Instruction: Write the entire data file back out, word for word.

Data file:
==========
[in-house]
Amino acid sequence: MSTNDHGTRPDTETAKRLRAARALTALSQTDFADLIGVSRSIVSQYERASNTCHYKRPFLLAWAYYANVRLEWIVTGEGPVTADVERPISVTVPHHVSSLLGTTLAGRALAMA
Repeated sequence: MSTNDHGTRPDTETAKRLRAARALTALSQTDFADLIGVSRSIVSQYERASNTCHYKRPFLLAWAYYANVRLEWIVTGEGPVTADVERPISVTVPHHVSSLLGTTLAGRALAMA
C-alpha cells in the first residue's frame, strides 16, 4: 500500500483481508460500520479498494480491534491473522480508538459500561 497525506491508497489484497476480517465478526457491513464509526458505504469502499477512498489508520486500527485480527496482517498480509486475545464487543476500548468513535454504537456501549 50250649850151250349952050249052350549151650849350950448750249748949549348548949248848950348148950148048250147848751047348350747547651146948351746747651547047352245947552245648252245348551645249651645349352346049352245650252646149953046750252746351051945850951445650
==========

[in-house]
Amino acid sequence: MSTNDHGTRPDTETAKRLRAARALTALSQTDFADLIGVSRSIVSQYERASNTCHYKRPFLLAWAYYANVRLEWIVTGEGPVTADVERPISVTVPHHVSSLLGTTLAGRALAMA
Repeated sequence: MSTNDHGTRPDTETAKRLRAARALTALSQTDFADLIGVSRSIVSQYERASNTCHYKRPFLLAWAYYANVRLEWIVTGEGPVTADVERPISVTVPHHVSSLLGTTLAGRALAMA
C-alpha cells in the first residue's frame, strides 16, 4: 500500500483481508460500520479498494480491534491473522480508538459500561 497525506491508497489484497476480517465478526457491513464509526458505504469502499477512498489508520486500527485480527496482517498480509486475545464487543476500548468513535454504537456501549 50250649850151250349952050249052350549151650849350950448750249748949549348548949248848950348148950148048250147848751047348350747547651146948351746747651547047352245947552245648252245348551645249651645349352346049352245650252646149953046750252746351051945850951445650